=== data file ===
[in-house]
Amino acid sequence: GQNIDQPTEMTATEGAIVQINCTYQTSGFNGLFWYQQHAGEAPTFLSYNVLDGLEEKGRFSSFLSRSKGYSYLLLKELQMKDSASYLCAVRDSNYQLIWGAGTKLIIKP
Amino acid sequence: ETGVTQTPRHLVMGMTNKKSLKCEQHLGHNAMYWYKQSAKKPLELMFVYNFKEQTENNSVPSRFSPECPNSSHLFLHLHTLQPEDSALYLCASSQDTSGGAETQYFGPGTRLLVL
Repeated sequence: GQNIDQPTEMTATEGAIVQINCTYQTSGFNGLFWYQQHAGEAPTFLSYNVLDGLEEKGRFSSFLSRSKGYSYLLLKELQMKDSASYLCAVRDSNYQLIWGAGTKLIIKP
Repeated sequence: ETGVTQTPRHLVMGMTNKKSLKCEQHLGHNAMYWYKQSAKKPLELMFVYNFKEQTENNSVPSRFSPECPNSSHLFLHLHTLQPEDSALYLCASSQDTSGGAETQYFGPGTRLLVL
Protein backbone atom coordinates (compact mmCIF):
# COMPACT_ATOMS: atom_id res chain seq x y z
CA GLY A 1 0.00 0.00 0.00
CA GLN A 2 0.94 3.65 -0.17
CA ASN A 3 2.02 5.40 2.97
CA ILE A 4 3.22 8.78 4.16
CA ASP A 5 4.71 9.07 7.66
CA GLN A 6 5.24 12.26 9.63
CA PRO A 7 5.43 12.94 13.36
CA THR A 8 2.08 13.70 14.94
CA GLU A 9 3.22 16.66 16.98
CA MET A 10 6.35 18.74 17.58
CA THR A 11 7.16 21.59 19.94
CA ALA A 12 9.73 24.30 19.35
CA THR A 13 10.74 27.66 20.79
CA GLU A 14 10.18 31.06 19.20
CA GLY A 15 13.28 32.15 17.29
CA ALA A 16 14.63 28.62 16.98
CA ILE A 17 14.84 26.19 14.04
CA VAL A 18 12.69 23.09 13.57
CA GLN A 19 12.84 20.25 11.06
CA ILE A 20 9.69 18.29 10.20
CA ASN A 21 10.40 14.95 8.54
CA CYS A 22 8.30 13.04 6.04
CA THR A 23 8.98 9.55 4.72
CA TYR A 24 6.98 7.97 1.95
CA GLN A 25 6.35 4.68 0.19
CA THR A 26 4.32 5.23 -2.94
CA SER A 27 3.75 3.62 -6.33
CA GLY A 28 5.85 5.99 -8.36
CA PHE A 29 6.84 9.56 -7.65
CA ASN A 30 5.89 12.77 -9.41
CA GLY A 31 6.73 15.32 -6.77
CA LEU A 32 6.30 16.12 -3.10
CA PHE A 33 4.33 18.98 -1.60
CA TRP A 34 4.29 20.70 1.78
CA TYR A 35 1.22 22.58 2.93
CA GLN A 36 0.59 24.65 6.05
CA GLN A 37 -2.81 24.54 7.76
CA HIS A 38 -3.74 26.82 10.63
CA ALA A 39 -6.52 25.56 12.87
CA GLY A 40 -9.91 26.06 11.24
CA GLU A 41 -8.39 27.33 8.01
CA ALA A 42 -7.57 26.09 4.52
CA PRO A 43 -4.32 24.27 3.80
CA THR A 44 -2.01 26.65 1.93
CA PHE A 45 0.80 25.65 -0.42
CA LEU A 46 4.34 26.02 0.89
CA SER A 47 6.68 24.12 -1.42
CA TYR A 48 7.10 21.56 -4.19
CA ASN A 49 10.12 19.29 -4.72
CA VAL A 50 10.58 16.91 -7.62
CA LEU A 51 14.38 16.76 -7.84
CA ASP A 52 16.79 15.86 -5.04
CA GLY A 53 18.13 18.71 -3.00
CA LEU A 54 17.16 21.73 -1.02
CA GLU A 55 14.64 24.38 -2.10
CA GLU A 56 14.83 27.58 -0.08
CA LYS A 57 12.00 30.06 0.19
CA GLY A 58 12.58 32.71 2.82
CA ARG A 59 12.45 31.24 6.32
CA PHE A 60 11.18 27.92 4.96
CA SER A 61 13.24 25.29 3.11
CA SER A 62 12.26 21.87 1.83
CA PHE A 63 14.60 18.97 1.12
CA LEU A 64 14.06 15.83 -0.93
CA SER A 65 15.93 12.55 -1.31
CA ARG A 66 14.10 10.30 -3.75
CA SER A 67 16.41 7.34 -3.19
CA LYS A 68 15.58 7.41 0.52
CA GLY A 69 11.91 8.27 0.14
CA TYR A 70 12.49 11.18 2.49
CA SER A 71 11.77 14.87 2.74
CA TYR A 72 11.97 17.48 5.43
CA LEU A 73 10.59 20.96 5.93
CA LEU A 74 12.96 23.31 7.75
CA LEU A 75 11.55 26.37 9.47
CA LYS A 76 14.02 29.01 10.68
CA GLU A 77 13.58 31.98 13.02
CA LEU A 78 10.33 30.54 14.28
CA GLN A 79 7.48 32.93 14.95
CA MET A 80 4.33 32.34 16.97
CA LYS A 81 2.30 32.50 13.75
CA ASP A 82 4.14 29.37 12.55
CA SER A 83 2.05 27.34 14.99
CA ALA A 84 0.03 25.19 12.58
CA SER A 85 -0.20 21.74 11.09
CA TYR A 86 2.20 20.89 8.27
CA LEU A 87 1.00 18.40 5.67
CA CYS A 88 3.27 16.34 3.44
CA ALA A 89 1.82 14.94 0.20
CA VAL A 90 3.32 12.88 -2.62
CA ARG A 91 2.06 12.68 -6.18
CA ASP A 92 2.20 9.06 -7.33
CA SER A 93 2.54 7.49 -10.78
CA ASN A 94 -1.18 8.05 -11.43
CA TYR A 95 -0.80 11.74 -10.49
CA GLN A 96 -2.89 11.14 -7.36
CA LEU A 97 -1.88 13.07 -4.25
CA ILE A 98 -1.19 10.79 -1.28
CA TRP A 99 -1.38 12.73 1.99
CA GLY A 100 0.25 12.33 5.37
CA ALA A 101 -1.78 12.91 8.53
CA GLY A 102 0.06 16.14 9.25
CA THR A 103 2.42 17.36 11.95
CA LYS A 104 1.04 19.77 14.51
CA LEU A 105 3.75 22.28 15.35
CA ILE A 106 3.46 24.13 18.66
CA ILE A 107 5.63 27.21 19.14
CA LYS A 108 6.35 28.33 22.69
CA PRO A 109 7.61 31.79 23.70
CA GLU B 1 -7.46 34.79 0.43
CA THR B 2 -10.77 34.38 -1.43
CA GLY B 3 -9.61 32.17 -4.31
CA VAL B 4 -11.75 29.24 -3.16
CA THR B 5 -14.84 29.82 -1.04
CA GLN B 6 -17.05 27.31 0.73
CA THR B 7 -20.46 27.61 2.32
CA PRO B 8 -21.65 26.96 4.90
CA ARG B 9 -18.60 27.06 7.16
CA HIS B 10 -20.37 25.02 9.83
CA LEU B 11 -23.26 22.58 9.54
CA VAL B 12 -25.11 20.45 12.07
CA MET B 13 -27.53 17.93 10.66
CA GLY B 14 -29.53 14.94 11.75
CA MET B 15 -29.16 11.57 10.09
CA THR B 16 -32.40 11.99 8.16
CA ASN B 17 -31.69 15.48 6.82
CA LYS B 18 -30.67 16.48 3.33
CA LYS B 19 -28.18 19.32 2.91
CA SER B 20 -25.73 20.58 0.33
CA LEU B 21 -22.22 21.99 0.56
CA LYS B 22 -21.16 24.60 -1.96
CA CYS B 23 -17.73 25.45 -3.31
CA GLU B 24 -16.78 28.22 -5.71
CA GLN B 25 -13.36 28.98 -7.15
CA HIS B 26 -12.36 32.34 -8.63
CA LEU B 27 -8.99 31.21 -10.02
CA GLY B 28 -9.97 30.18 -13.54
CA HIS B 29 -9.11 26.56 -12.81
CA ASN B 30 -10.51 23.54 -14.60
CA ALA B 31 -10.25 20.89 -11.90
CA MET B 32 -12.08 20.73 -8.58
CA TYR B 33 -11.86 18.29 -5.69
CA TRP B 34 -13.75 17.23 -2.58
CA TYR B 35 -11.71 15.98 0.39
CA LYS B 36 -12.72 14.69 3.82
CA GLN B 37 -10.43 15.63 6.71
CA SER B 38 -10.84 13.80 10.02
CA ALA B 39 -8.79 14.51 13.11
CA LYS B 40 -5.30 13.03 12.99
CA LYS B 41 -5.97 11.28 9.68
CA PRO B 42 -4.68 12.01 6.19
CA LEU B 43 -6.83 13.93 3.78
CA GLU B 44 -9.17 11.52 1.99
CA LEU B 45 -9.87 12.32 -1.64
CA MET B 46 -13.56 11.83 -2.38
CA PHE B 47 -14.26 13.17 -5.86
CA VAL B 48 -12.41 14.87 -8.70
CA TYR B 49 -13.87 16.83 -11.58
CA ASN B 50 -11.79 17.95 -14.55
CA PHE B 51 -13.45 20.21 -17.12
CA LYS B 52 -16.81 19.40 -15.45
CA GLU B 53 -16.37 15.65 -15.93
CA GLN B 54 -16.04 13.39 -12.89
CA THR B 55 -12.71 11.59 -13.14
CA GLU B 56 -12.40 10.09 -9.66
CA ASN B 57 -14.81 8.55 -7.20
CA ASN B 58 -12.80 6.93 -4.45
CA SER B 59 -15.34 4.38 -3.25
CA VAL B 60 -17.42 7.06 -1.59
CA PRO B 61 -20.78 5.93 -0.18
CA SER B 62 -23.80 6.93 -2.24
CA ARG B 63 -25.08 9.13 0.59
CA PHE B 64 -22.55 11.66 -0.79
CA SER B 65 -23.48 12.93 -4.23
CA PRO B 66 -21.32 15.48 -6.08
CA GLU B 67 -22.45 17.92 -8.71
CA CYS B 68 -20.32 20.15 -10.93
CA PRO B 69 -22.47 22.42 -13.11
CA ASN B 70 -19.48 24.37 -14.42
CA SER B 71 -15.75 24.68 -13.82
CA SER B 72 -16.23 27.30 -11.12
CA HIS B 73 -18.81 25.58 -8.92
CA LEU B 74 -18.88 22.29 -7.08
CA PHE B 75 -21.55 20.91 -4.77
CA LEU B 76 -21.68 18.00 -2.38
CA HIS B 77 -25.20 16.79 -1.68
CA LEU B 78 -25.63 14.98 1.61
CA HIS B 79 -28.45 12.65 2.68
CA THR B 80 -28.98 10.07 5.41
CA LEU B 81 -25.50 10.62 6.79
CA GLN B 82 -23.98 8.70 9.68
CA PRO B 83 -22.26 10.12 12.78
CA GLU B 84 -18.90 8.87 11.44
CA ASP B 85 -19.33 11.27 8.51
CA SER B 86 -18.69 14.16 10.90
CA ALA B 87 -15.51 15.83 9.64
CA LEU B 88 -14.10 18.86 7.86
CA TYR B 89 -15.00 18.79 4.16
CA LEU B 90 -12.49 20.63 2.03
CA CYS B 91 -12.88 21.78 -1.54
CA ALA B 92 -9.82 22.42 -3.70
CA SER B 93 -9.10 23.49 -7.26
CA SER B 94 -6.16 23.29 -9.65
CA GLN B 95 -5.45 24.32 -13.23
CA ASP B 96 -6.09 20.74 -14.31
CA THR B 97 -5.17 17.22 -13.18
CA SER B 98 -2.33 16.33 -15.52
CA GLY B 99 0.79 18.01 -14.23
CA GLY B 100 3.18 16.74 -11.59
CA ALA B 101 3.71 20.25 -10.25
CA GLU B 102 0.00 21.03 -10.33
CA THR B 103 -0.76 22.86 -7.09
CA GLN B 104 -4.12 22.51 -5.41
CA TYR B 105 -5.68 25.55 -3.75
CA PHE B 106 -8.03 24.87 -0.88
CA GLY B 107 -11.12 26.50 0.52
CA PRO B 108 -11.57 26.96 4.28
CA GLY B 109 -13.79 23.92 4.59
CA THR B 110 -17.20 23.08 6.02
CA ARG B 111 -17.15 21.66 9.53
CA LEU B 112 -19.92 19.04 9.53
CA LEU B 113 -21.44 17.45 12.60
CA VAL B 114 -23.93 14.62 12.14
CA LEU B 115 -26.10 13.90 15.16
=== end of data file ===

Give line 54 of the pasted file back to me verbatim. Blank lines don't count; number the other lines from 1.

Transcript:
CA SER A 47 6.68 24.12 -1.42